A victory in the Group Four qualifying tie in front of a 50,000 crowd will enhance Scotland's hopes of making the World Cup finals in the country Hendry adores. "I go to St Tropez every year to stay with a friend of mine there and we love it." The 30-year-old retreated to his Gallic bolthole last June to nurse some wounded pride after the Scots' exit from Euro 96. However, the abiding image of Hendry, close to tears, saluting the fans at Villa Park after that bitter-sweet night against Switzerland seems to have had a lasting effect.
For the first time in seven years, and in Craig Brown's reign as manager, Scotland will play in front of a sell-out crowd. Not even the visit of Italy in 1992 could do that. However, where Roberto Baggio failed, Hendry has succeeded. The Highlander is the symbol of a team that has helped a country to fall in love with its national side again.
Much of Scotland's excellent defensive record is down to the man from Ewood Park. Little wonder that, without their rock, Blackburn foundered during his recent injury absence. His return for Rovers last Sunday coincided with their first win of the season, defeating Liverpool 3-0.
"I could not have asked for a harder test in my first 90 minutes back than to face Liverpool and Robbie Fowler, Patrik Berger and then, when he went off, Stan Collymore," Hendry said.
During his recuperation, Hendry had a hard task keeping up with how Scotland were coping without him. "The Latvia game was on live on television in Scotland but I just managed to see a few highlights on Eurosport, although I guess the whole world saw the Estonia `game'."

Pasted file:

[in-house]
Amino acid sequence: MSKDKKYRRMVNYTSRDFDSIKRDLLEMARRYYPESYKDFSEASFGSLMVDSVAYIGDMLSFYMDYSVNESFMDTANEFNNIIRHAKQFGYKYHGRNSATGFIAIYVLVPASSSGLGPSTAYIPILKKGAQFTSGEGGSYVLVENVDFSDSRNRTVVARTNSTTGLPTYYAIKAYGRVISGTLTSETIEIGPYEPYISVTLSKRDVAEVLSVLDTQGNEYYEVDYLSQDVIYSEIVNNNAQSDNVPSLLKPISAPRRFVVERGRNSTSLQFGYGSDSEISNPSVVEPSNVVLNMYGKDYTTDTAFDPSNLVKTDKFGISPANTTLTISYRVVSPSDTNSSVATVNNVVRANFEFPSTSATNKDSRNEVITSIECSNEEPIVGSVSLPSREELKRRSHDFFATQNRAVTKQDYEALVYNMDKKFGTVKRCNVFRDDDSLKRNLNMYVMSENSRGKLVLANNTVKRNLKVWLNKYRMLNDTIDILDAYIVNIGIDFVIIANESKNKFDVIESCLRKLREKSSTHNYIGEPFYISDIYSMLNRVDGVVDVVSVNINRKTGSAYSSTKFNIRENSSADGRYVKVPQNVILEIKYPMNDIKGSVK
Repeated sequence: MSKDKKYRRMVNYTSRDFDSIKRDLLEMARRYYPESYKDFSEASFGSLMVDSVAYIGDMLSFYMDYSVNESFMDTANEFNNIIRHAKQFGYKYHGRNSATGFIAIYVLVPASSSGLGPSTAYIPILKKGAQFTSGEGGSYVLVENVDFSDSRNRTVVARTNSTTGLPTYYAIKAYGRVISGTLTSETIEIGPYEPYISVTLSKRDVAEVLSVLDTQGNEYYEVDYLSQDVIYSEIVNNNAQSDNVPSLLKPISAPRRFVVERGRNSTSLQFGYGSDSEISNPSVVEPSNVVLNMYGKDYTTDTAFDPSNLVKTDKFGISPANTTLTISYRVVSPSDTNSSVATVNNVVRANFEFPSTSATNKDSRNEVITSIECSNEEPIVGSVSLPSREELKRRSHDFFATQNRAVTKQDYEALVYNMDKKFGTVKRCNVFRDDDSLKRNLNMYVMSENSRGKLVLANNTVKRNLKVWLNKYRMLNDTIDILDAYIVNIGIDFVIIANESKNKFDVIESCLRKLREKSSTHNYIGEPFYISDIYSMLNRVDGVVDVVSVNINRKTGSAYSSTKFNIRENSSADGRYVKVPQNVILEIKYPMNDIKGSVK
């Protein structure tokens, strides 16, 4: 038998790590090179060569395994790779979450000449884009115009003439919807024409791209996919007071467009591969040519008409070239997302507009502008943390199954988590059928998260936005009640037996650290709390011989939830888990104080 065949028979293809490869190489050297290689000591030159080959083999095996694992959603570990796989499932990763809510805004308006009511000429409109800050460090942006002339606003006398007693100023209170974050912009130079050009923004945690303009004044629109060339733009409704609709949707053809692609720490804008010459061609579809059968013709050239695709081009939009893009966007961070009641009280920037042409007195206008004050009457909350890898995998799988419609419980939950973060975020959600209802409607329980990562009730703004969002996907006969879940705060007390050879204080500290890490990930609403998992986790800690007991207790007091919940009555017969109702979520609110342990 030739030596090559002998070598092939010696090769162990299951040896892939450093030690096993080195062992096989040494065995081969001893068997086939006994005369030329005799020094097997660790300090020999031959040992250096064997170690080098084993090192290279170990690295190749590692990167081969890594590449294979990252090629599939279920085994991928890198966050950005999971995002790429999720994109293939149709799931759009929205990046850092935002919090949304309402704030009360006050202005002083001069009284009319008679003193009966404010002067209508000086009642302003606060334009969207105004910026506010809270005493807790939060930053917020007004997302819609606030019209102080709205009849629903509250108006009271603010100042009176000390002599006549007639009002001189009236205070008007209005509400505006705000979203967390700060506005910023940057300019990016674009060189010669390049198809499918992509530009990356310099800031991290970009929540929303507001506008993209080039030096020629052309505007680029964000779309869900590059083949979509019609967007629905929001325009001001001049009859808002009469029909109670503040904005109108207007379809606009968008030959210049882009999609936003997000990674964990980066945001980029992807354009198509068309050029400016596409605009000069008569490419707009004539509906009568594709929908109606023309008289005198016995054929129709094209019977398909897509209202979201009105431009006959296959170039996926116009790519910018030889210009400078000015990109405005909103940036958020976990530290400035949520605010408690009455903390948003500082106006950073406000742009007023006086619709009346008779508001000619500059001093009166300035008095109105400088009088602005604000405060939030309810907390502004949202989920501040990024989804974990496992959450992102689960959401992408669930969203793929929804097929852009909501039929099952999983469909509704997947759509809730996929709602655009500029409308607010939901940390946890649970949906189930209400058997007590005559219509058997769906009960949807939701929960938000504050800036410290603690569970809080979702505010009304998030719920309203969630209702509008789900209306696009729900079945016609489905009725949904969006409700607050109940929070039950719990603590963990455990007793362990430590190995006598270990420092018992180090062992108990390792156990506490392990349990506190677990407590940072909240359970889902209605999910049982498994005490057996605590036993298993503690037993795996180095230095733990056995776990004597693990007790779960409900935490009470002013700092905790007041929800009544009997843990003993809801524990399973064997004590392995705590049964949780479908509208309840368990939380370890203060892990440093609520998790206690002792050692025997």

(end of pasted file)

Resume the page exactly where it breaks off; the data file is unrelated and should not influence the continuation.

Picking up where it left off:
Fifa's insistence that Scotland return to Estonia to play for their points means Hendry is captain against Sweden. Gary McAllister was to serve a one-match suspension against Estonia, but must now miss today's game. Hendry, however, is more than an adequate replacement and knows what his team must do. "It's in everyone's mind that we came out of the European finals in 1992 with a bit of credit and then failed to make the World Cup finals in America. We want to make sure we don't end up like that. Sure, we did okay in Euro 96 but it was a hell of a chance to reach the last eight and we simply didn't take it."
The display that cut down the Swiss in Birmingham unnerved one particular spectator; Sweden's manager, Tommy Svensson, who congratulated Brown that night with the plaudit: "That was marvellous - but don't play like that against us."
That, though, is precisely what the Scots intend to do. "We know we'll get a British-style game off the Swedes," Hendry said. "I expect to get a real battle from Kennet Andersson. He is now at Bologna but I played against in a friendly in Stockholm a year ago."
Hendry has never come with any star baggage and, consequently, has been unfeted until recent years. He only made the first of his 22 Scotland appearances at the age of 27.
Hendry reflected: "I was never an overnight sensation. But the older you get, the more you appreciate things. I have achieved some things, like the title with Blackburn, but I still have plenty of time to fulfil more ambitions - like the World Cup finals, for instance."Reuse content